Key Facts

  • In 2024, single-level dwellings and lock-up-and-leave homes are expected to be highly popular properties, according to Bayleys head of insights, Chris Farhi.
  • Turn-key homes are also gaining popularity as buyers are increasingly avoiding off-the-plan developments due to concerns about cost overruns and project completion dates.
  • With the National Government promising to revoke the foreign buyer ban for high-valued properties, smart townhouses and premium apartments in Auckland and Queenstown-Lakes are likely to attract foreign investors.
  • The surging demand for single-level properties is largely attributed to the growing aged population of the country.
  • The plans of the National to restore mortgage interest deductibility and to reduce the bright-line test, are expected to revive investor interest and push up prices in the lower end of the market.
  • Prospective buyers are predicted to focus more on completed new-builds rather than those sold off the plan due to high construction costs and a desire for borrowing certainty.
  • According to Bill McKay, University of Auckland architecture lecturer, denser living conditions need to be anticipated by buyers, signalling a move away from large backyard homes.

Article Summary

Leading market expert Chris Farhi predicts that single-level dwellings and lock-up-and-leave homes will be highly in demand among property buyers in 2024. Buyers are becoming increasingly drawn to already completed new-builds or turn-key homes over properties being sold off-the-plan which present uncertainties with costs and project completion dates.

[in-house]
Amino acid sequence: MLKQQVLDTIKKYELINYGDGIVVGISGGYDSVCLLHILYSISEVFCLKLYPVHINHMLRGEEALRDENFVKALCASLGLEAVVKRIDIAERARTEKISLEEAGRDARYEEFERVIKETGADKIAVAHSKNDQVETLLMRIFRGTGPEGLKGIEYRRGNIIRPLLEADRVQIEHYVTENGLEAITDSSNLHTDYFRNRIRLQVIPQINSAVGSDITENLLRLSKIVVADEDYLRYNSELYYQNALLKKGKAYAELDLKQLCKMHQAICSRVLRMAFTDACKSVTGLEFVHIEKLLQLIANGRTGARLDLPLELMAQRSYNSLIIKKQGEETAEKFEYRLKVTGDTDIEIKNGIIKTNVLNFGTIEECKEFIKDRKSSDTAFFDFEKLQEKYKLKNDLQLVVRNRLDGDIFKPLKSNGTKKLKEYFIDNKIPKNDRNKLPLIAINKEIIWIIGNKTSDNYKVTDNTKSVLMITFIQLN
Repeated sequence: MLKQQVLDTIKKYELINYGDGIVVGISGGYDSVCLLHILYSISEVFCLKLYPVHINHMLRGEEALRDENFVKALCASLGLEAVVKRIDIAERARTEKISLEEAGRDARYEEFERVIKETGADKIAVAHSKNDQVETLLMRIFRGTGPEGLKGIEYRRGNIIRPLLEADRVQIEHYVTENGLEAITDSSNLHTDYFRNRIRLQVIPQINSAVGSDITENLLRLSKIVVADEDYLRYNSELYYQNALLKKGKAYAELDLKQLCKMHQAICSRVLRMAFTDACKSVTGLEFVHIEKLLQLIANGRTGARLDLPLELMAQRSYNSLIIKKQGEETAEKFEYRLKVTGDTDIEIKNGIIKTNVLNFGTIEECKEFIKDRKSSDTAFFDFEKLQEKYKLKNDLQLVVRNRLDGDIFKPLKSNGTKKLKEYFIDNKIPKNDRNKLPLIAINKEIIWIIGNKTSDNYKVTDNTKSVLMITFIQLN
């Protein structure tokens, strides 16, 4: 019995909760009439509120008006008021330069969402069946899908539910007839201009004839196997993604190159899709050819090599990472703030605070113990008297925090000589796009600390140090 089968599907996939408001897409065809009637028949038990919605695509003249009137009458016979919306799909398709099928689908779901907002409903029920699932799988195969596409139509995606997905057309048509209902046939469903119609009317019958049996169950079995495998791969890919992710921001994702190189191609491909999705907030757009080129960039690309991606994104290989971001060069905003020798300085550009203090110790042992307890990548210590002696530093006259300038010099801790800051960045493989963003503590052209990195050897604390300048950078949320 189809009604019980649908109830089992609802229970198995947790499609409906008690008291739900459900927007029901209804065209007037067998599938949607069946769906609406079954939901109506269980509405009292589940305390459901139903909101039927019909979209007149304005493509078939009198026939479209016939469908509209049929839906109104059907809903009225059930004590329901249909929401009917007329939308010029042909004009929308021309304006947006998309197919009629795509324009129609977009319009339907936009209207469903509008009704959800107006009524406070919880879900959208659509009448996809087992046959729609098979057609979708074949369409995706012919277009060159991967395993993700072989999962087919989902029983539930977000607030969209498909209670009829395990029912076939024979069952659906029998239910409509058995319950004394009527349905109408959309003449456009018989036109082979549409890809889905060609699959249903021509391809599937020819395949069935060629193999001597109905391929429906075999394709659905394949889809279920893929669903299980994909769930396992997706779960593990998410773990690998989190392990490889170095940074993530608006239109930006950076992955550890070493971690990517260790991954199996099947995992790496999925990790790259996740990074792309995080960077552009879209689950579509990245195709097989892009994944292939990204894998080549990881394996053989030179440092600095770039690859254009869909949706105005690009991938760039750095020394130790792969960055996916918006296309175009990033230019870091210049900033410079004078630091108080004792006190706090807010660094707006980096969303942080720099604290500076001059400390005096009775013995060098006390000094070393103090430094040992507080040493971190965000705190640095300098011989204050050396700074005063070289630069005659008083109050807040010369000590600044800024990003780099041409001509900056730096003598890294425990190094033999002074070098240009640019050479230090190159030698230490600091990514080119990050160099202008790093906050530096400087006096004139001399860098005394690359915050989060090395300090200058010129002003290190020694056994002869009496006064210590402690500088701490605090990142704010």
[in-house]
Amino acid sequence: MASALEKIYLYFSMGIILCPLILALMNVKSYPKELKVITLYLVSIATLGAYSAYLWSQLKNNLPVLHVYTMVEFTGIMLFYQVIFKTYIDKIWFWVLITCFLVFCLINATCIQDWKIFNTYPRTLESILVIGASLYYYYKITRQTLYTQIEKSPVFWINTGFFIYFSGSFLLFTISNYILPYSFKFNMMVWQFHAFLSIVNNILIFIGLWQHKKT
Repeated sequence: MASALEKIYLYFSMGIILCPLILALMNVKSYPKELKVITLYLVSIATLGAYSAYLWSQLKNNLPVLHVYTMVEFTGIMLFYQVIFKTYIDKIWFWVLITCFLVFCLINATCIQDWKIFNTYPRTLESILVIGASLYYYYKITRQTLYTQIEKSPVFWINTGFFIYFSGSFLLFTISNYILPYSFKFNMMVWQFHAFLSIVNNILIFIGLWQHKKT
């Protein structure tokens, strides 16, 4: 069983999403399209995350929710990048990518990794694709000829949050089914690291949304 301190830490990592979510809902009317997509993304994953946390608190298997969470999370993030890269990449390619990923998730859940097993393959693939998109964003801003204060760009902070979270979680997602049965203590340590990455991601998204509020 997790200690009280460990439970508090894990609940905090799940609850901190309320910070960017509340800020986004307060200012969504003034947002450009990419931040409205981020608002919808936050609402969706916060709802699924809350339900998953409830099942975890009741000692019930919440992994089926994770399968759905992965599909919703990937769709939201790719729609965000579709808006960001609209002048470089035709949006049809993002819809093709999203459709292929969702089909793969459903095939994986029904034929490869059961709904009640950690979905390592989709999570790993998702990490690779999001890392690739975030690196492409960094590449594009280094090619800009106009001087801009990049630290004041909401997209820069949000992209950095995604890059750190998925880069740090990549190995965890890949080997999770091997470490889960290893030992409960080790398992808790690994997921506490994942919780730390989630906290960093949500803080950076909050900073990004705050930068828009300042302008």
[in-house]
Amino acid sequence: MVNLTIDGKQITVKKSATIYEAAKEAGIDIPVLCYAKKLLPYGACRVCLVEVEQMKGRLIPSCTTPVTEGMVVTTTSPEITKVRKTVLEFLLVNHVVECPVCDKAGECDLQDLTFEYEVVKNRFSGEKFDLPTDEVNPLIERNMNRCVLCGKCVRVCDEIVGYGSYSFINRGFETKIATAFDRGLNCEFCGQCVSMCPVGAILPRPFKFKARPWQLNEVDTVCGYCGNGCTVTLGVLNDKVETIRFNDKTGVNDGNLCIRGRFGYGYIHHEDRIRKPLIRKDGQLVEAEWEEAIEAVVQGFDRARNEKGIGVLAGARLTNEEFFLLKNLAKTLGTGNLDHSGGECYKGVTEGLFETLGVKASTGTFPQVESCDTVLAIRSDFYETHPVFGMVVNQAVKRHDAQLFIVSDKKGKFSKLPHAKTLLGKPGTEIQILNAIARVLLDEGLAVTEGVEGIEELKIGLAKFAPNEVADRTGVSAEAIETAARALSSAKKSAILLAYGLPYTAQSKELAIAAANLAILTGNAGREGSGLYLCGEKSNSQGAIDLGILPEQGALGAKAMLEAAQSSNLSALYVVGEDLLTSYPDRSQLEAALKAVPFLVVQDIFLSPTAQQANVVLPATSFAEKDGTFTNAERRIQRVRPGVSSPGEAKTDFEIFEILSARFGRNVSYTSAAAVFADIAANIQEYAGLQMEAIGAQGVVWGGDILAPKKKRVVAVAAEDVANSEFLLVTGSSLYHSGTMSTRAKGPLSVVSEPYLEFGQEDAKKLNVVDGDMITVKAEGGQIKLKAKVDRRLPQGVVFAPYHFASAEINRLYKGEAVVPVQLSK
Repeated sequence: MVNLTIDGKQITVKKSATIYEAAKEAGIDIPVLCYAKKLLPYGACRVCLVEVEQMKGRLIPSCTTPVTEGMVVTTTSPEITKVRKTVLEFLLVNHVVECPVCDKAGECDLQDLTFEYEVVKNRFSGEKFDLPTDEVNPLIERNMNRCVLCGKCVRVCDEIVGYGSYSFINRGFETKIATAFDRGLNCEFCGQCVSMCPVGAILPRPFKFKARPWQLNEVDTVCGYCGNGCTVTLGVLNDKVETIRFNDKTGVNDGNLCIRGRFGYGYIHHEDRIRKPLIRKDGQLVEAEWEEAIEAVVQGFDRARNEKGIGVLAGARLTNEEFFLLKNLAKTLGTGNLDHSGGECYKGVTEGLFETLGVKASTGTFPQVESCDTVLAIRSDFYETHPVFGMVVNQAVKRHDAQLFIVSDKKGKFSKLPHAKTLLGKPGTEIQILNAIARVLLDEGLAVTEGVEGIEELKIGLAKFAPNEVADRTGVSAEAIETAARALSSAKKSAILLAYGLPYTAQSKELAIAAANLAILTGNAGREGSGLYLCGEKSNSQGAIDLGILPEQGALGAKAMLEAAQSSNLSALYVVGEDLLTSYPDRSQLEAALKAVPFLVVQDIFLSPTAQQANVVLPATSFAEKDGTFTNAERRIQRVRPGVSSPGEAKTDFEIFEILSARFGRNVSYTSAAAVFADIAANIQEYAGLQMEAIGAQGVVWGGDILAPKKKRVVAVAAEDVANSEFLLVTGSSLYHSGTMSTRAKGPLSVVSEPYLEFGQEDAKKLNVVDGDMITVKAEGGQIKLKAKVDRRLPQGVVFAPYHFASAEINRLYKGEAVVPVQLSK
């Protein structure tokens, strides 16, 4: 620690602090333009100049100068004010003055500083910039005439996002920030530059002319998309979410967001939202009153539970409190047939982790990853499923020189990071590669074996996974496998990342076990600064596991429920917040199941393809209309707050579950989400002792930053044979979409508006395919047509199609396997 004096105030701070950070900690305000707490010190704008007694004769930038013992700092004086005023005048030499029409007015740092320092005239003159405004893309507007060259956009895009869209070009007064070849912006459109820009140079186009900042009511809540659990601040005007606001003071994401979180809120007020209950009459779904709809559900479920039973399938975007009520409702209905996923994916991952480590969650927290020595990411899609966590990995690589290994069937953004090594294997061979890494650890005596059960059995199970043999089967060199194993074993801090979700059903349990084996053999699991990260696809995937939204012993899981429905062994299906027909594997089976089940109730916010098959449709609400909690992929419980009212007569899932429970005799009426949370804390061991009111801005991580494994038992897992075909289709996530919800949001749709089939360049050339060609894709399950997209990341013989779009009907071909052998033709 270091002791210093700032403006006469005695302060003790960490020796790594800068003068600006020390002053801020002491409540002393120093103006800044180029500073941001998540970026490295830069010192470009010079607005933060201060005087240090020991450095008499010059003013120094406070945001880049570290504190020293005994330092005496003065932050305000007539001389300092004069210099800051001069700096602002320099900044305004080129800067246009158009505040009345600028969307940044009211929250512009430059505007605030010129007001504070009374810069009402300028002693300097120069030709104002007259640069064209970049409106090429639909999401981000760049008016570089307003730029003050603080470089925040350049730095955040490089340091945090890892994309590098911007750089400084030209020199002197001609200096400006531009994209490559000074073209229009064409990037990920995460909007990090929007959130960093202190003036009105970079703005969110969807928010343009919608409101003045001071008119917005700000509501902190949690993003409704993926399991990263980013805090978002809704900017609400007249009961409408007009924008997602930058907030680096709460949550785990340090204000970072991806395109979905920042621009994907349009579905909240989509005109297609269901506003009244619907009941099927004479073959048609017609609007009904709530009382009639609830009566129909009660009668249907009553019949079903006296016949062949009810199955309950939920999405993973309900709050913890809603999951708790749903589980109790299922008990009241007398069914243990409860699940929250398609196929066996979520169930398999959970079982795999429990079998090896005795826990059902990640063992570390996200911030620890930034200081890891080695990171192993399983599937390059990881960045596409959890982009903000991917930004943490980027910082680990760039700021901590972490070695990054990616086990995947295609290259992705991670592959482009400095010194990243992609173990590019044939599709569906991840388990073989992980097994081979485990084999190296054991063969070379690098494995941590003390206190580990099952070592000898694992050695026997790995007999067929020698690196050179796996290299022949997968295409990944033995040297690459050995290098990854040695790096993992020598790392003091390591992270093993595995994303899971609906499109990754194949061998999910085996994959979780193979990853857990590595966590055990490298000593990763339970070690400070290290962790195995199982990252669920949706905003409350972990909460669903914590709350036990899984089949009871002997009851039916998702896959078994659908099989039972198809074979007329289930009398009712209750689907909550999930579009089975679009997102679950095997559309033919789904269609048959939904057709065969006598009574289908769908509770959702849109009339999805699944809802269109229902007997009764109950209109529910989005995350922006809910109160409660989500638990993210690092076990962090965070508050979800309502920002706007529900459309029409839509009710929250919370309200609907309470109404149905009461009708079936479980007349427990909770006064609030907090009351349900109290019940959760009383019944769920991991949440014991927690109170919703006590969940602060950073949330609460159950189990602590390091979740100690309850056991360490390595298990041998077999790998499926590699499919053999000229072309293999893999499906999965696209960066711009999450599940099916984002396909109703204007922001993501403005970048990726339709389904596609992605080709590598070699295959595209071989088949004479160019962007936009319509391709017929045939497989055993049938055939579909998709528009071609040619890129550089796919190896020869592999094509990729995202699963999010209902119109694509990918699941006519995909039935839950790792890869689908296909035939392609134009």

There is also a projected surge in foreign buyers interested in high-valued properties in Auckland and Queenstown-Lakes as the National Government has promised to lift the foreign buyer ban for such properties. High-end apartments are expected to be popular both for short-term rental purposes and among the country’s growing aged population looking for single-level living arrangements.

Restoration of mortgage interest deductibility and reduction of the bright-line test will likely reinvigorate investor interest, putting an upwards pressure on the prices in the lower market segment. Additionally, new-build properties are unlikely to lose their appeal with first-time home buyers and investors, particularly due to high construction costs and higher interest rates.

Furthermore, denser living conditions, as emphasised by University of Auckland architecture lecturer Bill McKay, need to be anticipated by buyers. Trends are indicating that smaller apartments might be the future, and demand for properties with large backyards is likely to lessen. The increasing diversity in New Zealand communities also suggests a higher demand for varying housing types.

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